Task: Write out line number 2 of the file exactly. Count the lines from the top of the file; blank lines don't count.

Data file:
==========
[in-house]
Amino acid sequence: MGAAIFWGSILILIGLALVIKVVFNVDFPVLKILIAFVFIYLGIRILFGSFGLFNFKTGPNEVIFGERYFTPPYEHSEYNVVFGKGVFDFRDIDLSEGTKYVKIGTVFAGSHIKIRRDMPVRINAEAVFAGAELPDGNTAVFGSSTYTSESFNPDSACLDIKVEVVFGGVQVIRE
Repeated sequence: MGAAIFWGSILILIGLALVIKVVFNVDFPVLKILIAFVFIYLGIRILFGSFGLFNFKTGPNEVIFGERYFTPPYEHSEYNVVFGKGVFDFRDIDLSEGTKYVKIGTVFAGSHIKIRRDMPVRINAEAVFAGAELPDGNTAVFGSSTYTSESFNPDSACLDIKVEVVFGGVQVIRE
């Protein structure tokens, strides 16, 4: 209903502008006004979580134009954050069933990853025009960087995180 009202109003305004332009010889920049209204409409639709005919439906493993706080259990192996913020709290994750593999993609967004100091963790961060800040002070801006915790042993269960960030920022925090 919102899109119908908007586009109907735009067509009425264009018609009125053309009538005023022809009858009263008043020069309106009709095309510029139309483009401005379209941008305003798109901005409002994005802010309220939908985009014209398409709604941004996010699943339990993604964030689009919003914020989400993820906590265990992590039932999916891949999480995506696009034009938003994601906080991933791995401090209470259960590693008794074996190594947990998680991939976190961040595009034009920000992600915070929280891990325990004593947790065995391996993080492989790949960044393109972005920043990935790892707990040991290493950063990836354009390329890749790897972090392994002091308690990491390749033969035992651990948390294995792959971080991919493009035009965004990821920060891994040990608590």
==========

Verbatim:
Amino acid sequence: MGAAIFWGSILILIGLALVIKVVFNVDFPVLKILIAFVFIYLGIRILFGSFGLFNFKTGPNEVIFGERYFTPPYEHSEYNVVFGKGVFDFRDIDLSEGTKYVKIGTVFAGSHIKIRRDMPVRINAEAVFAGAELPDGNTAVFGSSTYTSESFNPDSACLDIKVEVVFGGVQVIRE